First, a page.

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Aaron Roth (University of Pennsylvania): “What Should We “Trust” in Trustworthy Machine Learning?”

April 10 @ 12:00 PM - 1:30 PM

Presentation Abstract:

“Trustworthy Machine Learning” has become a buzz-word in recent years. But what exactly are the semantics of the promise that we are supposed to trust? In this talk we will make a proposal, through the lens of downstream decision makers using machine learning predictions of payoff relevant states: Predictions are “Trustworthy” if it is in the interests of the downstream decision makers to act as if the predictions are correct, as opposed to gaming the system in some way. We will find that this is a fruitful idea. For many kinds of downstream tasks, predictions of the payoff relevant state that are statistically unbiased, subject to a modest number of conditioning events, suffice to give downstream decision makers strong guarantees when acting optimally as if the predictions were correct — and it is possible to efficiently produce predictions (even in adversarial environments!) that satisfy these bias properties. This methodology also gives an algorithm design principle that turns out to give new, efficient algorithms for a variety of adversarial learning problems, including obtaining subsequence regret in online combinatorial optimization problems and extensive form games, and for obtaining sequential prediction sets for multiclass classification problems that have strong, conditional coverage guarantees — directly from a black box prediction technology, avoiding the need to choose a “score function” as in conformal prediction.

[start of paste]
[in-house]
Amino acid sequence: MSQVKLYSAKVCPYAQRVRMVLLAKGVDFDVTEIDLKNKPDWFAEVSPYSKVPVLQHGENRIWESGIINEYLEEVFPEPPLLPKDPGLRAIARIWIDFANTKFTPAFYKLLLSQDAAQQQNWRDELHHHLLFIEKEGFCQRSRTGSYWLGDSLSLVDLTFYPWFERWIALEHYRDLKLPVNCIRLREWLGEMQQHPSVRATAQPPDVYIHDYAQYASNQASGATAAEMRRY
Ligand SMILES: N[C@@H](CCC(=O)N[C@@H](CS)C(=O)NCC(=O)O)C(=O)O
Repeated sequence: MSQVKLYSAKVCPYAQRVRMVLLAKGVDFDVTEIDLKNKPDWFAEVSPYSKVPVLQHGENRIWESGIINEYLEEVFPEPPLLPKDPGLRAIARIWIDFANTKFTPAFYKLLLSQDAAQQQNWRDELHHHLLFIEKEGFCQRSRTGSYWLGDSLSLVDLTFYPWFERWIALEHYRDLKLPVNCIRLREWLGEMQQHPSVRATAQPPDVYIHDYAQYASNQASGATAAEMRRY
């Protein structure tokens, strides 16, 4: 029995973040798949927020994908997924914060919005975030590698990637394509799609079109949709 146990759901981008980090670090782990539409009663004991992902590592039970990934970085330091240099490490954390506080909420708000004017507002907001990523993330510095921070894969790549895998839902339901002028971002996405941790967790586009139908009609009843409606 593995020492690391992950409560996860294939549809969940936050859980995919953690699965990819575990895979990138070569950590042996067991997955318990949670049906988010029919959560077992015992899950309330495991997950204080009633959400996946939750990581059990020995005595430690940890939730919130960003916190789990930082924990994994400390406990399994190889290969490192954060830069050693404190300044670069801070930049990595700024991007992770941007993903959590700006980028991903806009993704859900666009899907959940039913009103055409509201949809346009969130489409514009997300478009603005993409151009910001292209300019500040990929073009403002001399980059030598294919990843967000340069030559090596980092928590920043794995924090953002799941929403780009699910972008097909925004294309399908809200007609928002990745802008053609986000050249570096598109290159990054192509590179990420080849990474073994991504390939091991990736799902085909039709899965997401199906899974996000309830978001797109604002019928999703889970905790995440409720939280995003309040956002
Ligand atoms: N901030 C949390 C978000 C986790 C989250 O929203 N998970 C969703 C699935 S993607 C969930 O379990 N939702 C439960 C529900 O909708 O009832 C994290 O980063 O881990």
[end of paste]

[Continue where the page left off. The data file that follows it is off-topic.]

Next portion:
This is joint work with Georgy Noarov, Ramya Ramalingam, and Stephan Xie

Speaker Bio: 
Aaron is the Henry Salvatori Professor of Computer and Cognitive Science at the University of Pennsylvania computer science department. He also holds a secondary appointment at the Department of Statistics and Data Science at the Wharton School, and is associated with the theory groupPRiML (Penn Research in Machine Learning) the Warren Center for Network and Data Sciences, and is co-director of the program in Networked and Social Systems Engineering. He is also affiliated with the AMCS program (Applied Mathematics and Computational Science). Aaron spent a year as a postdoc at Microsoft Research New England. Before that, he received his PhD from Carnegie Mellon University, where he was fortunate to have been advised by Avrim Blum. Aaron’s main interests are in algorithms and machine learning, and specifically in the areas of private data analysis, fairness in machine learning, game theory and mechanism design, and learning theory. He is the recipient of the Hans Sigrist Prize, a Presidential Early Career Award for Scientists and Engineers (PECASE), an Alfred P. Sloan Research Fellowship, an NSF CAREER award, a Google Faculty Research Award, an Amazon Research Award, and a Yahoo Academic Career Enhancement award. Aaron is also an Amazon Scholar at Amazon Web Services (AWS). Previously, he was involved in advisory and consulting work related to differential privacy, algorithmic fairness, and machine learning, including with Apple and Facebook. Aaron was also a scientific advisor for Leapyear and Spectrum Labs.


April 10
12:00 PM - 1:30 PM


Raisler Lounge (Room 225), Towne Building
220 S 33rd Street
Philadelphia, PA United States
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